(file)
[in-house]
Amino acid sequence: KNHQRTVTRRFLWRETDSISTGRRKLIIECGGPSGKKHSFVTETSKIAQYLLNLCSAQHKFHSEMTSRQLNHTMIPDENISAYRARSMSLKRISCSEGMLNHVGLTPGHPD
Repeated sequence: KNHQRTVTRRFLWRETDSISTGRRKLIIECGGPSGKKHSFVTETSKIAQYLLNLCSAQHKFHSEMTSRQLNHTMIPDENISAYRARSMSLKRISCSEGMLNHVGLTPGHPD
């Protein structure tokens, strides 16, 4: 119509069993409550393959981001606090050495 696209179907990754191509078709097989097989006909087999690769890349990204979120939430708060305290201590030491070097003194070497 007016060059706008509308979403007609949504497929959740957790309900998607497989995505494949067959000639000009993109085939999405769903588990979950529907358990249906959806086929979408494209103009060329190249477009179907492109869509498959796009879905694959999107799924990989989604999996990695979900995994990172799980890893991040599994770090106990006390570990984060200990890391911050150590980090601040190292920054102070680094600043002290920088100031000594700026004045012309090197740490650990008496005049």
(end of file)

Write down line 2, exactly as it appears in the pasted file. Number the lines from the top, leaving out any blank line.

Amino acid sequence: KNHQRTVTRRFLWRETDSISTGRRKLIIECGGPSGKKHSFVTETSKIAQYLLNLCSAQHKFHSEMTSRQLNHTMIPDENISAYRARSMSLKRISCSEGMLNHVGLTPGHPD